Hammerspace abstracts and hides the multiple copies of data from the user, providing access to the data through a global namespace that can span on-premises and public cloud sites. Hammerspace currently supports up to four sites, but Fallstrom said the company could support more in the future; the design limit is 16.
The initial Hammerspace product enables data access only through NFS and SMB file protocols. Hammerspace recently added beta-level support for object access through the Amazon S3 API. Fallstrom expects the beta period to run for about eight weeks.
Hammerspace is designed to run on physical or virtual servers located at the customer site and in public clouds, such as AWS, Azure and Google. Flynn said Hammerspace plans to add support for container deployments in future releases.
“We are not storage. We’re the thing that enables data to flow freely across the environment,” Flynn said. “This works with your existing infrastructure and can even leave it unchanged and replicate from it without disturbing the current running environment.”
Primary Data users had to endure a short application outage to unmount and remount the storage. But Hammerspace can non-disruptively start adding metadata to files without having to shut down applications, workflows or systems, according to Fallstrom.
Hammerspace targets enterprises in data-heavy industries such as media and entertainment, oil and gas, bioinformatics, and life sciences. The service also takes aim at artificial intelligence, big data and internet of things workloads that produce massive amounts of data.
Howard Marks, founder and chief scientist at DeepStorage, said Hammerspace’s technology looks promising with its Swiss-army-knife approach to solving complex problems. He expects the Silicon Valley startup will fare better than Primary Data did.
“Primary Data addressed problems, but those problems could also be addressed by throwing money at them. If you had enough money to throw at them, you weren’t looking for a solution. Therefore, you never found Primary Data,” Marks said. “There are no good solutions to the problems that Hammerspace is addressing. The hybrid cloud file system is a much better market.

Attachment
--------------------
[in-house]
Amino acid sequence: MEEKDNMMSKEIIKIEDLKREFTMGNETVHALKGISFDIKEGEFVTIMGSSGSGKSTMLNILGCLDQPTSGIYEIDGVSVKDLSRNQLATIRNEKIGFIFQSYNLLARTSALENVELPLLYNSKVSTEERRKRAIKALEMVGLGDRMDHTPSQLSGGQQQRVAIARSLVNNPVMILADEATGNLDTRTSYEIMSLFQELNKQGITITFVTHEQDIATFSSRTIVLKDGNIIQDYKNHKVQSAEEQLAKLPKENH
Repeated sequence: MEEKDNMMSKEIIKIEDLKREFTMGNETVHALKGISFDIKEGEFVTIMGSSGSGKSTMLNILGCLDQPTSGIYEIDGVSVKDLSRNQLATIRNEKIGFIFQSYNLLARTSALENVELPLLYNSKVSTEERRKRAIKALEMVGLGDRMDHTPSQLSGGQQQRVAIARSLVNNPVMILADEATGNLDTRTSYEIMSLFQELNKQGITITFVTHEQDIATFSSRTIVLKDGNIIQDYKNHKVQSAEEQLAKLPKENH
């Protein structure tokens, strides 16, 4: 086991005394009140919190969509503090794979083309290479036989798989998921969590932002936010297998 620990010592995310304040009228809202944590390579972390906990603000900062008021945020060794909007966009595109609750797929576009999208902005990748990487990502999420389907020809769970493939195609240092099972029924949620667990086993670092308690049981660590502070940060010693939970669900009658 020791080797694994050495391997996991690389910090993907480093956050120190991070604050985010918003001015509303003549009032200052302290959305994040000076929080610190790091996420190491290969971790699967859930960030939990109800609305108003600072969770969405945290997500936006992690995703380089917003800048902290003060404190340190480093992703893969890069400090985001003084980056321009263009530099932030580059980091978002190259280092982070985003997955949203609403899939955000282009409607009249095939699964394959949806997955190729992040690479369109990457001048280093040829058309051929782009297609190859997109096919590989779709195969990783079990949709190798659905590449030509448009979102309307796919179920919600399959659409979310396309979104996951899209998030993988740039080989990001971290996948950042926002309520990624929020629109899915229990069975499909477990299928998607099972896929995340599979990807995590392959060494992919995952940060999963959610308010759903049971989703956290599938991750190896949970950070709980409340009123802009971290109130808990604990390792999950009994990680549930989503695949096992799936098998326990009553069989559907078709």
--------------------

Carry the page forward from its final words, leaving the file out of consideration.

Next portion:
“The problem with hybrid cloud is data gravity and a file system that automatically replicates data and lets you address the same data from AMIs [Amazon Machine Images] when you’re doing your analytics and from the sensors on the factory floor into your on-premises data center,” Marks continued. “How else are you going to get the data from one place to another? You could write a whole lot of scripts and replicate and copy.”
George Crump, founder and president of Storage Switzerland, said the ability to add custom tags at the metadata level to perform data cataloging, indexing and searching will become increasingly critical for customers facing compliance, security and data privacy challenges as their unstructured data grows exponentially.
“I like the concept of the product. There’s a definite need for it,” Crump said. “Their challenge is going to be to make IT realize that the time is now to address the problem.”
Crump said Hammerspace’s competition could include vendors such as Elastifile, Scality, SoftNAS and SwiftStack, although those vendors don’t offer all of the analytics, machine learning and tagging capabilities that Hammerspace does.
Hammerspace has a pay-as-you-go, consumption-based pricing model that starts at $1,000 for up to 10 TB of data under management. Because Hammerspace automatically deduplicates and compresses data that goes into object storage, the 10 TB potentially represents far more data, Fallstrom noted.
Hammerspace sells no hardware, but Fallstrom said the company makes recommendations for server and storage configurations and works with partners on complete solutions. Hammerspace’s partners include NetApp, Western Digital, Red Hat and Cloudian.